Overall, higher taxes on the rich historically have correlated to higher economic growth for the country.
It seems self-evident that tax-cuts should stimulate the economy. It seems so self-evident, that we discuss the theory as if it were a known fact. We don’t even question the claim. But history offers us some evidence that tax cuts don’t stimulate the economy.
- In 1921 & 1925, major taxes cut were passed. In the following years a stock market bubble formed while working class wages stagnated, then in 1929 the bubble burst and the economy crashed into the Great Depression.
- In 1981 a tax cut was passed. The economy sank deeper into recession and stayed in recession for nearly two years.
- In 1987 major tax cuts were passed. By 1990 growth declined leading into the 1991 recession.
- In 2001 a tax cut was passed, and another rebate was given in 2008. From 2001 through 2008 the economy grew slower than it did in the preceding 8 while a bubble formed in stocks, housing, and executive salaries. In 2008 the bubble burst, and now the economy in sinking into the worst recession since the Great Depression.
So what do we see in the data overall? Perhaps we should look at the data more thoroughly. We start by looking at the marginal tax rate on the richest citizens.
When we look at the tax rate charged to the richest citizens, we see that low taxes correlate to slow growth. When marginal taxes on the rich were below 40% growth remained below 4.5%. When top taxes were above 65% growth tended to be higher, even going above 6%. Historically, higher taxes on the rich have correlated to higher growth.
Overall, higher taxes on the rich historically have correlated to higher economic growth for the country. It’s counterintuitive, but it is the historical fact. Just, to be certain, we can compare taxes to job creation also.
Again we see higher growth when the marginal tax on the rich is higher. It might seen odd, but that’s what history shows us.
Let’s look closer at how the economy changed after tax cuts. We can look at how both GDP and employment grew just before the tax cut, and then just after the tax cut. Did they grow faster or slower?
In the last 50 years there were 5 tax cuts to the rich. Three of them were followed by a decline in GDP growth, 3 were followed by a decline in employment growth. The evidence suggests that tax cuts do not promote growth and probably promote decline.
In the last 50 years there was just one tax increase to the rich. After that tax increase both the GDP and employment growth rates increased significantly.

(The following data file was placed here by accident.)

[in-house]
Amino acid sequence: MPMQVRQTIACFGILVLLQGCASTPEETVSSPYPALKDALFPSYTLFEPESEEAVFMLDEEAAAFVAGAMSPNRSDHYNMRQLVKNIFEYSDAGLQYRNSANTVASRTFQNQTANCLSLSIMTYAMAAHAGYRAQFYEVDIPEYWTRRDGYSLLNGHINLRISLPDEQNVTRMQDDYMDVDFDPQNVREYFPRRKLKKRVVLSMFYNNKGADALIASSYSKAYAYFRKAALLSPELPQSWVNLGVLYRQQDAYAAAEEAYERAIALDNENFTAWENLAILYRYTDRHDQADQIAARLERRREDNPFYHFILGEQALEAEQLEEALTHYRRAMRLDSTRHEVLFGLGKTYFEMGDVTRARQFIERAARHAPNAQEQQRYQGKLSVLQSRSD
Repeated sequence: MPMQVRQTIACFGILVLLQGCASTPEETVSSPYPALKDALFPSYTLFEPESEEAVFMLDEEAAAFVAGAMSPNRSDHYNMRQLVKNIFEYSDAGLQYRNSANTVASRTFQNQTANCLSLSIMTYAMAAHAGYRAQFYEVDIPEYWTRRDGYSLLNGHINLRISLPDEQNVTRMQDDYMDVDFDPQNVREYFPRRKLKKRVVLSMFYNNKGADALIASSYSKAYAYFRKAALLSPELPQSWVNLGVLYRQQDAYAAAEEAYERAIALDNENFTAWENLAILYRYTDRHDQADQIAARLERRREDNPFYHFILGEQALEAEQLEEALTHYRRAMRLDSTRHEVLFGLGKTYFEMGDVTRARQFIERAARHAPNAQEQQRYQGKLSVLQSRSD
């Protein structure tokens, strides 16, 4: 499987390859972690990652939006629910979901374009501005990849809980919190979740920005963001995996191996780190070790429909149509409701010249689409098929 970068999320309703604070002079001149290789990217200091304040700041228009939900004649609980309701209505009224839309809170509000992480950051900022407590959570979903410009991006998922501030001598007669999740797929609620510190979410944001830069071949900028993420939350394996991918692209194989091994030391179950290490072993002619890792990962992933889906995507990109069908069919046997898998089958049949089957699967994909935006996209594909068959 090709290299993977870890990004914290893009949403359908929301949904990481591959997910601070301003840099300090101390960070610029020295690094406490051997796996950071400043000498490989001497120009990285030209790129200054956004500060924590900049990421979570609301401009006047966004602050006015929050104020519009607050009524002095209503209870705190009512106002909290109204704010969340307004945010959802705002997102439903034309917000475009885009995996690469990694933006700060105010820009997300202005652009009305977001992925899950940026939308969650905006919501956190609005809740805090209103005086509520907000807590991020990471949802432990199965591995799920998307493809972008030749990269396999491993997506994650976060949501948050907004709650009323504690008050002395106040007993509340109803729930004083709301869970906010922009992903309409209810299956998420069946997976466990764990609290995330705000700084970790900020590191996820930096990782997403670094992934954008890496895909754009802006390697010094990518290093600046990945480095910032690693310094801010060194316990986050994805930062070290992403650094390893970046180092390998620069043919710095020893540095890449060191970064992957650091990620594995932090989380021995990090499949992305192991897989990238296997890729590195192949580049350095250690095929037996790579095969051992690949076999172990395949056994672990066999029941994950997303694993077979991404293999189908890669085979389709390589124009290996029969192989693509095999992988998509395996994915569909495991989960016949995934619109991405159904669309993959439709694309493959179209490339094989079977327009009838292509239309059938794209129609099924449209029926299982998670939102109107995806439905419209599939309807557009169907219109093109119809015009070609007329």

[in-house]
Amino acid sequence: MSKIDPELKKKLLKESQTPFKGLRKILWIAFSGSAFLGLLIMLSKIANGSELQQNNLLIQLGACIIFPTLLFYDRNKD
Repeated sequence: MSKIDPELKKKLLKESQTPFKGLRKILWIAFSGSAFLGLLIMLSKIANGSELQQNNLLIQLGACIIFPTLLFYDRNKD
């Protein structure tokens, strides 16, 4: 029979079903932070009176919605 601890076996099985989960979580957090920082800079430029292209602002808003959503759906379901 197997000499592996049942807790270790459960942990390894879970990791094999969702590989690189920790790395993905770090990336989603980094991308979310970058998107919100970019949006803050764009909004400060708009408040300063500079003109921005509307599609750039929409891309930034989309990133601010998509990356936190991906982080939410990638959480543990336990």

The historical evidence suggests that an economic decline will follow a tax cut to the rich, and economic growth may follow a tax increase to the rich. The evidence suggests that the optimum tax marginal tax rate on the rich is higher than 60%.
Can we make similar conclusions for taxes rates on the middle class and poor?
For the lower classes, the historical data does not have an apparent pattern. The scatter is wide and fails to show a tendency in either direction.
Historically, taxes on the middle class and poor have shown no correlation to economic growth. Other factors must have greater influence than tax rates.
I was just talking about this not too long ago, it seems like taxing the very rich (and the companies they own) at a lower rate is an incentive to keep money concentrated at the top as opposed to actually letting profits “trickle down”.
Historical data seems to correlate with this.
America has become a country not ‘with justice for all,’ but rather with favoritism for the rich and justice for those who can afford it — so evident in the foreclosure crisis, in which the big banks believed that they were too big not only to fail, but also to be held accountable.
This is an amazing article by Joseph E. Stiglitz, a Nobel laureate in economics
America likes to think of itself as a land of opportunity, and others view it in much the same light. But, while we can all think of examples of Americans who rose to the top on their own, what really matters are the statistics: to what extent do an individual’s life chances depend on the income and education of his or her parents?
Nowadays, these numbers show that the American dream is a myth. There is less equality of opportunity in the United States today than there is in Europe – or, indeed, in any advanced industrial country for which there are data.